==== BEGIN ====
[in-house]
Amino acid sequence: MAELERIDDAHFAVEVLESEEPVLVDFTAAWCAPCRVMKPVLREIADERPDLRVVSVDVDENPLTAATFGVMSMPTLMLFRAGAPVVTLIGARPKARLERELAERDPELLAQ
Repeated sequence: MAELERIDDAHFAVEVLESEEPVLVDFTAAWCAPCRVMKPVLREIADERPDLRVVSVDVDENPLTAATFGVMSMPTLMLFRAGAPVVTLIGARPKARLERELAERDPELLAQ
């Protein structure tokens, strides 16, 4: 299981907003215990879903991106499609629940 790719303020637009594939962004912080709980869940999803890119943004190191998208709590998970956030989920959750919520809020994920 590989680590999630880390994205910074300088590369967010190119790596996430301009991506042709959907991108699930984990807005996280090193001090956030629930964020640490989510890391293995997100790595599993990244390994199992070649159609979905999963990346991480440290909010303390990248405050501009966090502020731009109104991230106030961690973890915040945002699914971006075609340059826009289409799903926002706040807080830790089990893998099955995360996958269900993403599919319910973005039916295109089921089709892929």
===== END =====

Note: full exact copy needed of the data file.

[in-house]
Amino acid sequence: MAELERIDDAHFAVEVLESEEPVLVDFTAAWCAPCRVMKPVLREIADERPDLRVVSVDVDENPLTAATFGVMSMPTLMLFRAGAPVVTLIGARPKARLERELAERDPELLAQ
Repeated sequence: MAELERIDDAHFAVEVLESEEPVLVDFTAAWCAPCRVMKPVLREIADERPDLRVVSVDVDENPLTAATFGVMSMPTLMLFRAGAPVVTLIGARPKARLERELAERDPELLAQ
């Protein structure tokens, strides 16, 4: 299981907003215990879903991106499609629940 790719303020637009594939962004912080709980869940999803890119943004190191998208709590998970956030989920959750919520809020994920 590989680590999630880390994205910074300088590369967010190119790596996430301009991506042709959907991108699930984990807005996280090193001090956030629930964020640490989510890391293995997100790595599993990244390994199992070649159609979905999963990346991480440290909010303390990248405050501009966090502020731009109104991230106030961690973890915040945002699914971006075609340059826009289409799903926002706040807080830790089990893998099955995360996958269900993403599919319910973005039916295109089921089709892929």